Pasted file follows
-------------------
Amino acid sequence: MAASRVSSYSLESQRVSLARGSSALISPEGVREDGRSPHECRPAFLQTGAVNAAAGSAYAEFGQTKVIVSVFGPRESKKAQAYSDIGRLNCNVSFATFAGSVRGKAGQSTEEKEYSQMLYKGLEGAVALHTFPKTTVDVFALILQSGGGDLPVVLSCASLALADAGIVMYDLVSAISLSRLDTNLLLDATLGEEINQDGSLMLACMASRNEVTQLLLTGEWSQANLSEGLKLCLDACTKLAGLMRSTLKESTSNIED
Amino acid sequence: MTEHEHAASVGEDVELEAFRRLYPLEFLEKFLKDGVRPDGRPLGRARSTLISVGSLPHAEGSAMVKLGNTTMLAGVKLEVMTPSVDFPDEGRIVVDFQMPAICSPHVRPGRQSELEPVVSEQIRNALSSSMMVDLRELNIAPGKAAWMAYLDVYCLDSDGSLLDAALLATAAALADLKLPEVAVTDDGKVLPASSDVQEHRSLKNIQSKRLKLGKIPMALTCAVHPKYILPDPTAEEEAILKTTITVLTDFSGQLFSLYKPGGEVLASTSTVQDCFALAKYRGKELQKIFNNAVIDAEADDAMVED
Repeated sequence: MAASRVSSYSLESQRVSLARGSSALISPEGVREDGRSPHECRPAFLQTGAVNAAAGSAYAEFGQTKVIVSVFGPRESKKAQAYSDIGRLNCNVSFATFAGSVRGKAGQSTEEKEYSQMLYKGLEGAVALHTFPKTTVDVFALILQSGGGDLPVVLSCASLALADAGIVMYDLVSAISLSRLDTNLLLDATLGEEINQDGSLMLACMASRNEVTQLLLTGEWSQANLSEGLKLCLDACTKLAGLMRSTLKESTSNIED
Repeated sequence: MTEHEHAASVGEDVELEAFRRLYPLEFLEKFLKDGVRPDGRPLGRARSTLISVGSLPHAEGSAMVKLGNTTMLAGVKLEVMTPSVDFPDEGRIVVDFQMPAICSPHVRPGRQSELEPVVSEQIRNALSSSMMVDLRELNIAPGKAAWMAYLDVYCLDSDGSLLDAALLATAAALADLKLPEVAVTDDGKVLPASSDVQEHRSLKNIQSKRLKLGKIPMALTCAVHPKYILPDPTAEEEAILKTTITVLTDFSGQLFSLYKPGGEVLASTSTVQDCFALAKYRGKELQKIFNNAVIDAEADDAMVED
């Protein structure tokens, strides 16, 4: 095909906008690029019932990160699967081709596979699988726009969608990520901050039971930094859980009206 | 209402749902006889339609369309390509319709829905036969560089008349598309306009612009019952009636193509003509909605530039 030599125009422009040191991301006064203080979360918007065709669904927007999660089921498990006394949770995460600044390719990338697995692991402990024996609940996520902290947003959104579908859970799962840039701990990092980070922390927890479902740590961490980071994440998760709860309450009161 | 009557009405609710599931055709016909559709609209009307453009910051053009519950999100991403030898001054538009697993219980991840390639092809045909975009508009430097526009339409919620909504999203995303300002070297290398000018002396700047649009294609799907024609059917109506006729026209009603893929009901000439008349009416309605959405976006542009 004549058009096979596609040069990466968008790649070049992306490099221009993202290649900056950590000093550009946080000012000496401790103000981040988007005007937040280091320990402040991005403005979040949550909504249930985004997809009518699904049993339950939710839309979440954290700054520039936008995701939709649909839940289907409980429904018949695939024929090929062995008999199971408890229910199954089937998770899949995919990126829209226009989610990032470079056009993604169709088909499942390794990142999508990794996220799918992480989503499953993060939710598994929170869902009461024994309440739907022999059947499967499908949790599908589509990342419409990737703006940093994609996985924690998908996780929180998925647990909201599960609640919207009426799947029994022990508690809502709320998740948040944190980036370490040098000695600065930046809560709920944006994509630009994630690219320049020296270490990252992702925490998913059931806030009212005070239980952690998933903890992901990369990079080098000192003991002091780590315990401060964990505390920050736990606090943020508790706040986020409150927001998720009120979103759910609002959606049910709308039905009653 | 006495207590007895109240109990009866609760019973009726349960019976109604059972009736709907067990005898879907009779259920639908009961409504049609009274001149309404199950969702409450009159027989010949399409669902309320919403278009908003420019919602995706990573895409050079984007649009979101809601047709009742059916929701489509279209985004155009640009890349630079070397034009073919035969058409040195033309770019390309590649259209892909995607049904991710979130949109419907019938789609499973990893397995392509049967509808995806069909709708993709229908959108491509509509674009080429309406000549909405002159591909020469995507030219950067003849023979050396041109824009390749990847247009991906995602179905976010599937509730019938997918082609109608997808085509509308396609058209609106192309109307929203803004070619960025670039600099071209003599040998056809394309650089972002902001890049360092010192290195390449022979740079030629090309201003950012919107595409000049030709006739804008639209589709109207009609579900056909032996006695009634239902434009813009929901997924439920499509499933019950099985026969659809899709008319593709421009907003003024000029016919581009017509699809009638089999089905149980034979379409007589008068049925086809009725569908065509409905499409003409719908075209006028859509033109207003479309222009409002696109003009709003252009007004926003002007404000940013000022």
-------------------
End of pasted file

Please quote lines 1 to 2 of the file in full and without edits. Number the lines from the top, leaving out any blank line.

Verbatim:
Amino acid sequence: MAASRVSSYSLESQRVSLARGSSALISPEGVREDGRSPHECRPAFLQTGAVNAAAGSAYAEFGQTKVIVSVFGPRESKKAQAYSDIGRLNCNVSFATFAGSVRGKAGQSTEEKEYSQMLYKGLEGAVALHTFPKTTVDVFALILQSGGGDLPVVLSCASLALADAGIVMYDLVSAISLSRLDTNLLLDATLGEEINQDGSLMLACMASRNEVTQLLLTGEWSQANLSEGLKLCLDACTKLAGLMRSTLKESTSNIED
Amino acid sequence: MTEHEHAASVGEDVELEAFRRLYPLEFLEKFLKDGVRPDGRPLGRARSTLISVGSLPHAEGSAMVKLGNTTMLAGVKLEVMTPSVDFPDEGRIVVDFQMPAICSPHVRPGRQSELEPVVSEQIRNALSSSMMVDLRELNIAPGKAAWMAYLDVYCLDSDGSLLDAALLATAAALADLKLPEVAVTDDGKVLPASSDVQEHRSLKNIQSKRLKLGKIPMALTCAVHPKYILPDPTAEEEAILKTTITVLTDFSGQLFSLYKPGGEVLASTSTVQDCFALAKYRGKELQKIFNNAVIDAEADDAMVED